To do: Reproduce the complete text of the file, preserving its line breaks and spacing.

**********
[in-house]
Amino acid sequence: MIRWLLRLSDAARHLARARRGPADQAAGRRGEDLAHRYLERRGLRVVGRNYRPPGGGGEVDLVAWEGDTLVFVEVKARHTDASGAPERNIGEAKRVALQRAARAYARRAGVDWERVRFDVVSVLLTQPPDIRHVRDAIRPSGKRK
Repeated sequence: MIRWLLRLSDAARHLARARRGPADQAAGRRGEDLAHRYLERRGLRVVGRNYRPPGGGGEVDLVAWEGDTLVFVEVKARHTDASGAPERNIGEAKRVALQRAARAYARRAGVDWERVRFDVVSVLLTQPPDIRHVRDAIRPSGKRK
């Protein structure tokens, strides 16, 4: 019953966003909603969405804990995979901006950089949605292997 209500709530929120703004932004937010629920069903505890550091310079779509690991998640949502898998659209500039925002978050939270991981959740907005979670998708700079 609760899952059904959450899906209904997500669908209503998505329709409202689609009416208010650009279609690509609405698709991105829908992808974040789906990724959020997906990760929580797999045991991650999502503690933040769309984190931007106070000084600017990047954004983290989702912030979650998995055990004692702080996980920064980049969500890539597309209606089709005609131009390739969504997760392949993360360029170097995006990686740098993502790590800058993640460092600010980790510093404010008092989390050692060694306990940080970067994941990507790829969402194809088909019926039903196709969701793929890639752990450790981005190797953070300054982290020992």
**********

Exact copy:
[in-house]
Amino acid sequence: MIRWLLRLSDAARHLARARRGPADQAAGRRGEDLAHRYLERRGLRVVGRNYRPPGGGGEVDLVAWEGDTLVFVEVKARHTDASGAPERNIGEAKRVALQRAARAYARRAGVDWERVRFDVVSVLLTQPPDIRHVRDAIRPSGKRK
Repeated sequence: MIRWLLRLSDAARHLARARRGPADQAAGRRGEDLAHRYLERRGLRVVGRNYRPPGGGGEVDLVAWEGDTLVFVEVKARHTDASGAPERNIGEAKRVALQRAARAYARRAGVDWERVRFDVVSVLLTQPPDIRHVRDAIRPSGKRK
């Protein structure tokens, strides 16, 4: 019953966003909603969405804990995979901006950089949605292997 209500709530929120703004932004937010629920069903505890550091310079779509690991998640949502898998659209500039925002978050939270991981959740907005979670998708700079 609760899952059904959450899906209904997500669908209503998505329709409202689609009416208010650009279609690509609405698709991105829908992808974040789906990724959020997906990760929580797999045991991650999502503690933040769309984190931007106070000084600017990047954004983290989702912030979650998995055990004692702080996980920064980049969500890539597309209606089709005609131009390739969504997760392949993360360029170097995006990686740098993502790590800058993640460092600010980790510093404010008092989390050692060694306990940080970067994941990507790829969402194809088909019926039903196709969701793929890639752990450790981005190797953070300054982290020992």